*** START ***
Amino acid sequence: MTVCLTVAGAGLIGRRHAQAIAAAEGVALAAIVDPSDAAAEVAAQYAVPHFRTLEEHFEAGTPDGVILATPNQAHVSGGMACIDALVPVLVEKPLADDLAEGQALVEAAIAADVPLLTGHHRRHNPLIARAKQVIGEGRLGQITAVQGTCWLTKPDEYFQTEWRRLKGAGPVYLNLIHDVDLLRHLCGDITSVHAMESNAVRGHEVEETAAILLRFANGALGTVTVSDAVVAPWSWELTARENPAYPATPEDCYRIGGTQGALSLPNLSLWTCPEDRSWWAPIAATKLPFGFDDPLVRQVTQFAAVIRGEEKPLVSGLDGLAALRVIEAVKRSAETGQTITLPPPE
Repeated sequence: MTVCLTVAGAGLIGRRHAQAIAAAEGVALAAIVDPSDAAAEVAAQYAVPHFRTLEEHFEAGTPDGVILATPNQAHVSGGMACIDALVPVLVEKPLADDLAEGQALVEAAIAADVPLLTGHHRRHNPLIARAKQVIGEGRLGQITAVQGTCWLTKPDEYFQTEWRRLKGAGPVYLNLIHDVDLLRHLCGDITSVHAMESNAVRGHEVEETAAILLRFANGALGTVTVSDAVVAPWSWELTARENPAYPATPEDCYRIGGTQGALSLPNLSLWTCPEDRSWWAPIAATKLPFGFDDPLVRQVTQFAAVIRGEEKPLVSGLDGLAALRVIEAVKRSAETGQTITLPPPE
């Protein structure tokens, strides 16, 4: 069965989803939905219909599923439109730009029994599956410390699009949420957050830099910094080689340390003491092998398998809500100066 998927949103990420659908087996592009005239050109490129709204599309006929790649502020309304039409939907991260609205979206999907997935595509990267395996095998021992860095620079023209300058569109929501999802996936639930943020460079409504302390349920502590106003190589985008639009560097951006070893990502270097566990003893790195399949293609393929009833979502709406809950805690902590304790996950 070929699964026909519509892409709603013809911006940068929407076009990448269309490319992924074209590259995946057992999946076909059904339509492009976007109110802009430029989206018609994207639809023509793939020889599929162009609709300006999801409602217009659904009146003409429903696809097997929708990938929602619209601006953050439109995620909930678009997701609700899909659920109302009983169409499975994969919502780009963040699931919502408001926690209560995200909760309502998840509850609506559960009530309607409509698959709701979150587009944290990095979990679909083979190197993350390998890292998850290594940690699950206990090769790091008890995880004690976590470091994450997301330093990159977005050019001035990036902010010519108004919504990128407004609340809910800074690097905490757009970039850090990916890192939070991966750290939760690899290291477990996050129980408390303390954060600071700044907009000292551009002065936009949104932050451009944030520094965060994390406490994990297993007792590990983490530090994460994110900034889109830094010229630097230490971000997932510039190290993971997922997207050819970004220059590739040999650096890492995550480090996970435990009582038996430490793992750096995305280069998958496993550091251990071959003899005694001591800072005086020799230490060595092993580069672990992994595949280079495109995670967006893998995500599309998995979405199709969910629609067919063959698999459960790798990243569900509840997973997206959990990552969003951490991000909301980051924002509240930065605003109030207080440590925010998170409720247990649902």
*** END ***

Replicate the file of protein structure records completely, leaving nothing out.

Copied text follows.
Amino acid sequence: MTVCLTVAGAGLIGRRHAQAIAAAEGVALAAIVDPSDAAAEVAAQYAVPHFRTLEEHFEAGTPDGVILATPNQAHVSGGMACIDALVPVLVEKPLADDLAEGQALVEAAIAADVPLLTGHHRRHNPLIARAKQVIGEGRLGQITAVQGTCWLTKPDEYFQTEWRRLKGAGPVYLNLIHDVDLLRHLCGDITSVHAMESNAVRGHEVEETAAILLRFANGALGTVTVSDAVVAPWSWELTARENPAYPATPEDCYRIGGTQGALSLPNLSLWTCPEDRSWWAPIAATKLPFGFDDPLVRQVTQFAAVIRGEEKPLVSGLDGLAALRVIEAVKRSAETGQTITLPPPE
Repeated sequence: MTVCLTVAGAGLIGRRHAQAIAAAEGVALAAIVDPSDAAAEVAAQYAVPHFRTLEEHFEAGTPDGVILATPNQAHVSGGMACIDALVPVLVEKPLADDLAEGQALVEAAIAADVPLLTGHHRRHNPLIARAKQVIGEGRLGQITAVQGTCWLTKPDEYFQTEWRRLKGAGPVYLNLIHDVDLLRHLCGDITSVHAMESNAVRGHEVEETAAILLRFANGALGTVTVSDAVVAPWSWELTARENPAYPATPEDCYRIGGTQGALSLPNLSLWTCPEDRSWWAPIAATKLPFGFDDPLVRQVTQFAAVIRGEEKPLVSGLDGLAALRVIEAVKRSAETGQTITLPPPE
């Protein structure tokens, strides 16, 4: 069965989803939905219909599923439109730009029994599956410390699009949420957050830099910094080689340390003491092998398998809500100066 998927949103990420659908087996592009005239050109490129709204599309006929790649502020309304039409939907991260609205979206999907997935595509990267395996095998021992860095620079023209300058569109929501999802996936639930943020460079409504302390349920502590106003190589985008639009560097951006070893990502270097566990003893790195399949293609393929009833979502709406809950805690902590304790996950 070929699964026909519509892409709603013809911006940068929407076009990448269309490319992924074209590259995946057992999946076909059904339509492009976007109110802009430029989206018609994207639809023509793939020889599929162009609709300006999801409602217009659904009146003409429903696809097997929708990938929602619209601006953050439109995620909930678009997701609700899909659920109302009983169409499975994969919502780009963040699931919502408001926690209560995200909760309502998840509850609506559960009530309607409509698959709701979150587009944290990095979990679909083979190197993350390998890292998850290594940690699950206990090769790091008890995880004690976590470091994450997301330093990159977005050019001035990036902010010519108004919504990128407004609340809910800074690097905490757009970039850090990916890192939070991966750290939760690899290291477990996050129980408390303390954060600071700044907009000292551009002065936009949104932050451009944030520094965060994390406490994990297993007792590990983490530090994460994110900034889109830094010229630097230490971000997932510039190290993971997922997207050819970004220059590739040999650096890492995550480090996970435990009582038996430490793992750096995305280069998958496993550091251990071959003899005694001591800072005086020799230490060595092993580069672990992994595949280079495109995670967006893998995500599309998995979405199709969910629609067919063959698999459960790798990243569900509840997973997206959990990552969003951490991000909301980051924002509240930065605003109030207080440590925010998170409720247990649902």